# In what region of the phase diagram would a substance certainly be a liquid? a) Past the triple point temperature b) Any spot past the melting point c) Between the melting point and critical temperature d) Between the melting and boiling points

Sep 9, 2017

The best answer choice is $\left(d\right)$, but it is still not a satisfactory answer because it says nothing about the pressure. There are multiple melting points and boiling points corresponding to different pressures.

Consider a general phase diagram:

The liquid phase has two degrees of freedom: we can change temperature or change pressure, and we still remain with a liquid.

Anything at reasonably high pressure (between ${P}_{c r}$ and ${P}_{t p}$), higher than the melting point, and less than the boiling point and critical point temperatures (simultaneously) is good enough.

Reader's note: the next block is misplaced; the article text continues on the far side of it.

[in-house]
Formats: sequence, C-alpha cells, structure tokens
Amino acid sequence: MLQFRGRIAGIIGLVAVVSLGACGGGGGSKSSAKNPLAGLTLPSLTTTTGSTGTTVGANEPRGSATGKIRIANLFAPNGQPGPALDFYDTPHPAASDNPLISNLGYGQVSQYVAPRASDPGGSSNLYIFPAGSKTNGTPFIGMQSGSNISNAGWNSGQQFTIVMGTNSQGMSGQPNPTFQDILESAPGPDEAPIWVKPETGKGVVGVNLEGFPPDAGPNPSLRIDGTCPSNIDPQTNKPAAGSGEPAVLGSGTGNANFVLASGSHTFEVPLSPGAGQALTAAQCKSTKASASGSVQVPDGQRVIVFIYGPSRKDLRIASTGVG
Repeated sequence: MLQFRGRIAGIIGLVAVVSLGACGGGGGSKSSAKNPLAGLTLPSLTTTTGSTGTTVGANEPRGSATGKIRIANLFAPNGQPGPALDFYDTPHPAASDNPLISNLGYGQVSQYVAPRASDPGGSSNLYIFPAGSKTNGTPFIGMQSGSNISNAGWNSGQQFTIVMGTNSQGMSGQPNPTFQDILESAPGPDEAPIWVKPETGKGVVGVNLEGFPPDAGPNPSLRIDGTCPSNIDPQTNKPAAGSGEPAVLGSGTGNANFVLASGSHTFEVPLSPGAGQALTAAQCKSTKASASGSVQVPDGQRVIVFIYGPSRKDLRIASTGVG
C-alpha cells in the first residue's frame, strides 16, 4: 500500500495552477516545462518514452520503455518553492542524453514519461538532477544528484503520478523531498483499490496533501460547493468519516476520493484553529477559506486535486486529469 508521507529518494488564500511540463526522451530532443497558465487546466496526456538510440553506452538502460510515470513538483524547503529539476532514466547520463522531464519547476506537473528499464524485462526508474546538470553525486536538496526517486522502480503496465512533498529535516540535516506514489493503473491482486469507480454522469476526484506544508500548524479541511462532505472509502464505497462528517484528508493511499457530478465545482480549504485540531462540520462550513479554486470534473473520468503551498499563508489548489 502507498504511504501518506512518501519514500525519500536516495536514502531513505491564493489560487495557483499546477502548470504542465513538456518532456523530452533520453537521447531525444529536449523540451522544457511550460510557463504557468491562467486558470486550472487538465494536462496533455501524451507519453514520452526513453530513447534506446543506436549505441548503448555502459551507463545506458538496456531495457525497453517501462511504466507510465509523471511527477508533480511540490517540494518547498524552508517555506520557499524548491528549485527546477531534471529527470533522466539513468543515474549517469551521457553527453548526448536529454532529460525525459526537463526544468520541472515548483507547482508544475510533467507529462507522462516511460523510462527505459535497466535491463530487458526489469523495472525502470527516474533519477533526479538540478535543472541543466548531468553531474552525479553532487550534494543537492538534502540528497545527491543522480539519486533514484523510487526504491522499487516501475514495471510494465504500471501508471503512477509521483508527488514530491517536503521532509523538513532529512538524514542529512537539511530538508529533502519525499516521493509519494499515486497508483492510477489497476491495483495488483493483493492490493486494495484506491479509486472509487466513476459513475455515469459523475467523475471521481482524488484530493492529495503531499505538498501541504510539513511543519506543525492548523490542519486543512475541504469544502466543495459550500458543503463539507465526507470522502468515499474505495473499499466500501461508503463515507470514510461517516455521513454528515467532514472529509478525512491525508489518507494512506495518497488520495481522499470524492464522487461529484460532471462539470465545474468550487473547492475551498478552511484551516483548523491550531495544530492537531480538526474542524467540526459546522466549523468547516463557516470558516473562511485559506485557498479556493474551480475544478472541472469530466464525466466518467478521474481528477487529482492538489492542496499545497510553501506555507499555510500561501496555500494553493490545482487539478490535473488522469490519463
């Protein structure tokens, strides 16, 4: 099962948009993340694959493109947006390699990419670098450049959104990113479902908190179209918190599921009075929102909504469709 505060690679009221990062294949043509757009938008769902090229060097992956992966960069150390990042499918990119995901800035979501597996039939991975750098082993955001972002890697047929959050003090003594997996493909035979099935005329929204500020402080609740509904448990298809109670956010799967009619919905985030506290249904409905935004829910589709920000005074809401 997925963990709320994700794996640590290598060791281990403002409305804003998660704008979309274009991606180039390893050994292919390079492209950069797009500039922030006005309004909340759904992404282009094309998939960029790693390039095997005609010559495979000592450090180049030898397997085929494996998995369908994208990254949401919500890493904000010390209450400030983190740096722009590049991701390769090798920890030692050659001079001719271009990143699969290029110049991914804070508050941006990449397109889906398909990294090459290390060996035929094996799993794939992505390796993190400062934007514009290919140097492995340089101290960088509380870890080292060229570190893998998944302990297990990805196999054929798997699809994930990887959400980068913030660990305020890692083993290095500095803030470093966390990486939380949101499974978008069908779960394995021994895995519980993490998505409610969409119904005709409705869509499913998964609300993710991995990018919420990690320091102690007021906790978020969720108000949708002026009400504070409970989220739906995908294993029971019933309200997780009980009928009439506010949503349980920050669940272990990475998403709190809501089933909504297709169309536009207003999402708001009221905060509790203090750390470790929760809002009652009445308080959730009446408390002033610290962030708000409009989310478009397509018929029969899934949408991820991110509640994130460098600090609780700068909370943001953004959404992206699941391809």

• It is not enough to be past the triple point temperature, because being left of the solid green curve gives you a solid. Therefore, it is NOT $\left(a\right)$.
• "Any" is immediately a sign that $\left(b\right)$ is false. Clearly, if we are past the melting point, we could very well be past the boiling point, and thus we could have a gas, not a liquid.
• Being between the melting point and critical temperature is almost correct... but it is easy to do that while still having too low a pressure, thus giving a gas. $\left(c\right)$ is NOT a good answer but is on the right track...
• Being between the melting and boiling temperature is OK at the appropriate pressures (between ${P}_{t p}$ and ${P}_{c r}$ is a guarantee). $\left(d\right)$ is the most accurate answer out of all of them, but it is still not a complete enough answer.